From penicillin to the computer and plasma transfusion, WW2 transformed human civilization through its technological developments. Whether it was medicine, science, or computing, some of these radical technologies predated the war. Here are 6 war time inventions that came out of the dark era.
The Influenza pandemic that broke in 1918-19 at the end of World War I threw the United States into a panic. It also spurred the US military to invent one of the first flu vaccines in the world. One of the leading lights of this research was later Jonas Salk, who went on to develop the polio vaccine. The research bore fruits in 1945, when the US army vaccinated its personnel and released the medicine for public use in 1946.
While Penicillin was invented by Alexander Fleming in 1928, it was not approved for large public use till the late 1940s. The arrival of WW2 forced the US Army to use Penicillin for its personnel, and surgeons were surprised as to how effective the medication was in reducing pain and improving survival chances in battlefield injuries. The US Army produced 2.3 million doses of the vaccine for the Allied forces. Once the war ended, the drug was released for civilian use transforming it into a medical miracle.
If it wasn’t for Ernst Von Heinkel and the German industry’s rush to patent and test the jet engine, the Allies would have missed a trick. British engineer Frank Whittle had already patented the engine in 1930, but development lagged. Till the Germans came along. The first Allied plane to use jet propulsion technology took flight in 1941and transformed military and civil aviation forever.
Blood Plasma Transfusion
It was researcher Charles Drew’s Blood For Britain campaign that transformed and standardized blood use in and after the war. Unlike blood, plasma can be given to patients regardless of their blood type. In a war, this advantage cannot be understated. It also transformed medical treatment and surgery management post-WW2.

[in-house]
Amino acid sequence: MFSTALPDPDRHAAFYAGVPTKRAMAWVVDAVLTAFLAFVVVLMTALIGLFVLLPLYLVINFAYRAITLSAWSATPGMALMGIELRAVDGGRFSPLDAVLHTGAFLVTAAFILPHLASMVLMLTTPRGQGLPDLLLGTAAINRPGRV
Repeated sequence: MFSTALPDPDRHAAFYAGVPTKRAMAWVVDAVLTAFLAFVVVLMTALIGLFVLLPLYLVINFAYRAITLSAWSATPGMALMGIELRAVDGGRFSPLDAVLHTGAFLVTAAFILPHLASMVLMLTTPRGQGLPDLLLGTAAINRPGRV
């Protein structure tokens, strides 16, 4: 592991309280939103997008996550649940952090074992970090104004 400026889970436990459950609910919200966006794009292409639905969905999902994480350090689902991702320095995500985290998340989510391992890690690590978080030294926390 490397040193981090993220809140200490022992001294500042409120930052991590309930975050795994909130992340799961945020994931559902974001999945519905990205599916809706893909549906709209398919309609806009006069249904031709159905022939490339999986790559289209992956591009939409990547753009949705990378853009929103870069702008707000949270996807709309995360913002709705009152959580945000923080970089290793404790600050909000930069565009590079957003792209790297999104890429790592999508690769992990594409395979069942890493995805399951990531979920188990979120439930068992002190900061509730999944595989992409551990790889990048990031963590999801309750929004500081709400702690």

Before and till the 1940s, computers referred to women tasked with complex calculative work manually. The United States began work on developing machines to assist women with these computational tasks. The University of Pennsylvania’s ENIAC machine was one such mechanism, programmed by Jean Jennings Bartik among others, which later led to computer storage and memory. Across the pond, Alan Turing developed BOMBE, the electro-mechanical machine which was used to break German message lines encrypted with the Lorenz cipher during the war by Dorothy Du Boisson and Elsie Brooker.
One of the earliest technological inventions for WW2, Radar was developed by British physicist, Sir Robert Watson-Watt, in 1935. By 1939, England had lined up the south and east coasts with a tight network of radars. MIT’s Radiation Laboratory, Rad Lab, was a key component in the evolution of this technology. While it grew in fame as a warning mechanism, it was invented to be a weapon.
Some inventions are just accidents gone right. Wouldn’t you agree?